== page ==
BOSTON (CBS) – If your kiddo is in kindergarten you still have time to save for college. College is an investment and it is expensive. And costs are going up every year. So what’s a parent to do? Start stashing it away for college as early as you can.
A good place to start is with a 529 Plan. These originally were pre-paid tuition plans where you would lock in a tuition rate at a school within your state. Not very popular for many families didn’t want to lock in a long-term decision about college for their kids.
College savings plans can now be set up so that the money is invested in mutual funds and grows tax deferred until the kid starts college. And Congress made permanent the tax free exclusion of earnings.
Consider this. You invest $20,000 in the plan and it earns 7% over 15 years so it’s now worth $55,000. You will not owe Massachusetts or federal income tax on $35,000 of earnings. That could be a savings of over $10,000 that can be used for the kiddo’s school expenses.
Massachusetts offers two options, the UPlan and the UFund. The UPlan enables families to lock in future tuition and mandatory fees at today’s rates, at over 80 participating Massachusetts colleges and universities. By buying special “Tuition Certificates” backed by Commonwealth of Massachusetts General Obligation Bonds, UPlan participants are guaranteed that the portion of tuition they buy today will keep pace with college inflation.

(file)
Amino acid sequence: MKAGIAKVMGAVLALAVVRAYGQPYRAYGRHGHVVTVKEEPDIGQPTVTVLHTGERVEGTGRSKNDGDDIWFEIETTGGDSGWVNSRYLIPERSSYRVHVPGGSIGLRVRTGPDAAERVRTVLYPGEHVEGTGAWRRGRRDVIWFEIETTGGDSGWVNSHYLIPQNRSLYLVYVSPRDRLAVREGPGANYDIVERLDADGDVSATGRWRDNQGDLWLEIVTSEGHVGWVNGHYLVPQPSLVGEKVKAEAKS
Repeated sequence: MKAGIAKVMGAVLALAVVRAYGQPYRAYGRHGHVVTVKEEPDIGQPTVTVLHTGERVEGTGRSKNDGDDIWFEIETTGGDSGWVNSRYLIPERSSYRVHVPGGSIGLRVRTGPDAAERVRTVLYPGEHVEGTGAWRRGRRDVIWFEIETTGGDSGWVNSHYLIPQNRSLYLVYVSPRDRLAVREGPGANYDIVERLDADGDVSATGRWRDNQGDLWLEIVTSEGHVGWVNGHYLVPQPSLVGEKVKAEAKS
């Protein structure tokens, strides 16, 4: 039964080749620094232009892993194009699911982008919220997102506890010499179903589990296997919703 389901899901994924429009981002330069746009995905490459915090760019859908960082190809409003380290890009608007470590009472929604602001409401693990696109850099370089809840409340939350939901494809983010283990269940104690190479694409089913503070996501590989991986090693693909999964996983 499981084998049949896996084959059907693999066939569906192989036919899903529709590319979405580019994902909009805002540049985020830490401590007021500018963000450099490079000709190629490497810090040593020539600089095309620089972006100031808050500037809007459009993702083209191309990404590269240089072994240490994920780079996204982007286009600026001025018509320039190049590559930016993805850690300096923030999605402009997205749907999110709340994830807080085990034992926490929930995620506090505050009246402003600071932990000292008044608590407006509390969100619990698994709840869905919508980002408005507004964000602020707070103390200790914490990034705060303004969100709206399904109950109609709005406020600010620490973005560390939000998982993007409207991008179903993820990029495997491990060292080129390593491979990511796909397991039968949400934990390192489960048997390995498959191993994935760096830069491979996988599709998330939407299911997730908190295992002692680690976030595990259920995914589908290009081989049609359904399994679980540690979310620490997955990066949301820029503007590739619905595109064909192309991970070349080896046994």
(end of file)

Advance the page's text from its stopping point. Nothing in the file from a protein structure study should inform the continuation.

The UFund a College Investing Plan, aka a 529 plan, offers parents, grandparents, and others with a new way to not only meet, but potentially beat college inflation. Participants invest in structured portfolios of professionally managed mutual funds or a portfolio of your choosing. Proceeds from the U.Fund can be used at almost any accredited college in the country. They can be used to pay for not only tuition and fees, but other qualified education expenses as well, including room and board, supplies and equipment.
Many of the 529 plans are run by financial institutions such as mutual fund companies for the individual states, and each state has a different plan with different rules and different investment options and different tax benefits. Most of the states allow nonresidents to invest in their plan, and most states allow the money to be used for schools anywhere within the United States.
One more thing: A good place to learn more is at Joe Hurley’s website and for the record I opened a MASS 529 plan for my granddaughter when she was 3 days old. I put money into her plan twice a year. Christmas and on her birthday in June.